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Some credit cards can replace car-rental insurance

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Paul Sakuma/AP/File

(Read caption) In this May file photo, customers wait in line at a Hertz rental car counter at San Jose International Airport in San Jose, Calif. Relying on your credit card to replace car-rental insurance depends on the card you use and whether you already have auto insurance.

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Even if you own a car, there are times you need to rent one – whether it’s a business trip or that vacation to Puerto Rico. Whatever the reason, there are certain decisions you need to make – one of the key ones is whether to accept car rental insurance.

Costing up to $28 a day, the car-rental company’s option isn’t cheap. The advantage is that it typically provides primary coverage for loss damage waivers (LDW) and collision damage waivers (CDW). Essentially, that lets you off the hook if the rental car is vandalized or stolen, or if you crash it. And because it’s primary coverage, you don’t have to go through your personal auto insurance, which could jack up your premiums.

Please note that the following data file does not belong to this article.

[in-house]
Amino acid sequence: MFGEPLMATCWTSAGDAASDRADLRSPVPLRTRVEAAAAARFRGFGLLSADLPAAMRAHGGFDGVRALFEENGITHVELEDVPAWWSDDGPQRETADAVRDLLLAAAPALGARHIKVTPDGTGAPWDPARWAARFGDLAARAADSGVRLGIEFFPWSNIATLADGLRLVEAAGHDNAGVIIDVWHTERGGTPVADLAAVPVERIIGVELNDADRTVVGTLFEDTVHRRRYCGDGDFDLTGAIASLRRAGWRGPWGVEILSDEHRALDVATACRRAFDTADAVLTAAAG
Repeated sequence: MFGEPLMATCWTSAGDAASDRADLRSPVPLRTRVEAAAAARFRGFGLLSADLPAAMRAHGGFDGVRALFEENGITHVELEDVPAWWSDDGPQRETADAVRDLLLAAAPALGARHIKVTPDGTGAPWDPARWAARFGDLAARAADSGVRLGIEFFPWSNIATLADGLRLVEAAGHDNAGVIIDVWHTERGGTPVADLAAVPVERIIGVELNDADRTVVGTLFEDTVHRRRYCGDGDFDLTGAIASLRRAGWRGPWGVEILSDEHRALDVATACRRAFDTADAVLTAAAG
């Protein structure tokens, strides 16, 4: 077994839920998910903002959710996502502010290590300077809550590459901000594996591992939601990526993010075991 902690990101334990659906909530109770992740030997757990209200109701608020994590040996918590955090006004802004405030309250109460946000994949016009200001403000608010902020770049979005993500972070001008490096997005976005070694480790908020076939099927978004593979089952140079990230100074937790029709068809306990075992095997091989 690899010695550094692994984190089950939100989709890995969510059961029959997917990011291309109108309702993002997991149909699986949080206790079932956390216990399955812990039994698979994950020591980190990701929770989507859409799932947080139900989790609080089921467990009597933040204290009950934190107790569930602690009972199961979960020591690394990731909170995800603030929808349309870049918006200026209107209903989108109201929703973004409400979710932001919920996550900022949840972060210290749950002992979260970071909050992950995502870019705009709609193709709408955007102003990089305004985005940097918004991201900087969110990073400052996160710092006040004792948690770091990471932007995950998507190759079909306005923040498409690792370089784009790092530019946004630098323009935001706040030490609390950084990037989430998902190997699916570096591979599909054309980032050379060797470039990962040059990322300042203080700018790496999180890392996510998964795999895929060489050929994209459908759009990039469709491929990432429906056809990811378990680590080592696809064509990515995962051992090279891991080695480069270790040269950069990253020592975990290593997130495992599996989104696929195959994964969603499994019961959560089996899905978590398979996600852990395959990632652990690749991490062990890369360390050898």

Is there cheaper insurance? Credit card companies offer some alternatives. Whether it’s the best option for you depends on two questions: 1) Do you already have auto insurance? 2) Does the credit card offer primary or secondary insurance coverage?

Most credit cards offer only secondary coverage. That covers the gaps that primary insurance doesn’t offer, such as a deductible and any excess of liabilities above the limit of primary coverage. So if you have a fender-bender and don’t pony up for the rental car company’s insurance, you still have to go through your insurance company.

But if you don’t own a car – and thus, don’t carry car insurance – secondary insurance through a credit card becomes a great deal. You get the coverage you need because, through standard terms of a credit card, secondary insurance becomes primary for the uninsured. And you don’t have to pay a deductible.

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